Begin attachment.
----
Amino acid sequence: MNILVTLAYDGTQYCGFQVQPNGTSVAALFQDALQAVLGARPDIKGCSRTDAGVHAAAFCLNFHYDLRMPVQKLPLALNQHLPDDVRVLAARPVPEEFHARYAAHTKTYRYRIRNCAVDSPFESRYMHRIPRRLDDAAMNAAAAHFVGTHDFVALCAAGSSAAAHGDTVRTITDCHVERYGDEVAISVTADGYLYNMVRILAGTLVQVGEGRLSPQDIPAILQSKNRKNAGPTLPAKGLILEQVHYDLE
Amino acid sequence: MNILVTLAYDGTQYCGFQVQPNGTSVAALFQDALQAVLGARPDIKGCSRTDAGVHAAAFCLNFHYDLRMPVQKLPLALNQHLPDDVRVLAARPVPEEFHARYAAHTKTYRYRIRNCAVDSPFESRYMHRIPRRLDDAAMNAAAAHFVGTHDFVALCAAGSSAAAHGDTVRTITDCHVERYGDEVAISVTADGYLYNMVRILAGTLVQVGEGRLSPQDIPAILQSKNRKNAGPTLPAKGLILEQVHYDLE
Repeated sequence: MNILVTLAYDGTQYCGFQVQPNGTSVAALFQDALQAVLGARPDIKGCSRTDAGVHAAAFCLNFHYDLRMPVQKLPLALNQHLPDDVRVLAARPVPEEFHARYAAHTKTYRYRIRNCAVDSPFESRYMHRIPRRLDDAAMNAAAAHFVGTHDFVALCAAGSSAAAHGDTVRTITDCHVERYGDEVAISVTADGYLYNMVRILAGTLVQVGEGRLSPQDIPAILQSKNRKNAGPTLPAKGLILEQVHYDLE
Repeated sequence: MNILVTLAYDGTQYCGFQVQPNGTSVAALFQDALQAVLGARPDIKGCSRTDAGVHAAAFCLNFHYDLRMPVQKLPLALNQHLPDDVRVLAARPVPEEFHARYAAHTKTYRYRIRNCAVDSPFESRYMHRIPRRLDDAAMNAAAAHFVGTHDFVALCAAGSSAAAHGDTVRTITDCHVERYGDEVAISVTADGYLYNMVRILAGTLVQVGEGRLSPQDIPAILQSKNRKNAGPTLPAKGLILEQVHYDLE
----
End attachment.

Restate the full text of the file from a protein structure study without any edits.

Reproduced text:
Amino acid sequence: MNILVTLAYDGTQYCGFQVQPNGTSVAALFQDALQAVLGARPDIKGCSRTDAGVHAAAFCLNFHYDLRMPVQKLPLALNQHLPDDVRVLAARPVPEEFHARYAAHTKTYRYRIRNCAVDSPFESRYMHRIPRRLDDAAMNAAAAHFVGTHDFVALCAAGSSAAAHGDTVRTITDCHVERYGDEVAISVTADGYLYNMVRILAGTLVQVGEGRLSPQDIPAILQSKNRKNAGPTLPAKGLILEQVHYDLE
Amino acid sequence: MNILVTLAYDGTQYCGFQVQPNGTSVAALFQDALQAVLGARPDIKGCSRTDAGVHAAAFCLNFHYDLRMPVQKLPLALNQHLPDDVRVLAARPVPEEFHARYAAHTKTYRYRIRNCAVDSPFESRYMHRIPRRLDDAAMNAAAAHFVGTHDFVALCAAGSSAAAHGDTVRTITDCHVERYGDEVAISVTADGYLYNMVRILAGTLVQVGEGRLSPQDIPAILQSKNRKNAGPTLPAKGLILEQVHYDLE
Repeated sequence: MNILVTLAYDGTQYCGFQVQPNGTSVAALFQDALQAVLGARPDIKGCSRTDAGVHAAAFCLNFHYDLRMPVQKLPLALNQHLPDDVRVLAARPVPEEFHARYAAHTKTYRYRIRNCAVDSPFESRYMHRIPRRLDDAAMNAAAAHFVGTHDFVALCAAGSSAAAHGDTVRTITDCHVERYGDEVAISVTADGYLYNMVRILAGTLVQVGEGRLSPQDIPAILQSKNRKNAGPTLPAKGLILEQVHYDLE
Repeated sequence: MNILVTLAYDGTQYCGFQVQPNGTSVAALFQDALQAVLGARPDIKGCSRTDAGVHAAAFCLNFHYDLRMPVQKLPLALNQHLPDDVRVLAARPVPEEFHARYAAHTKTYRYRIRNCAVDSPFESRYMHRIPRRLDDAAMNAAAAHFVGTHDFVALCAAGSSAAAHGDTVRTITDCHVERYGDEVAISVTADGYLYNMVRILAGTLVQVGEGRLSPQDIPAILQSKNRKNAGPTLPAKGLILEQVHYDLE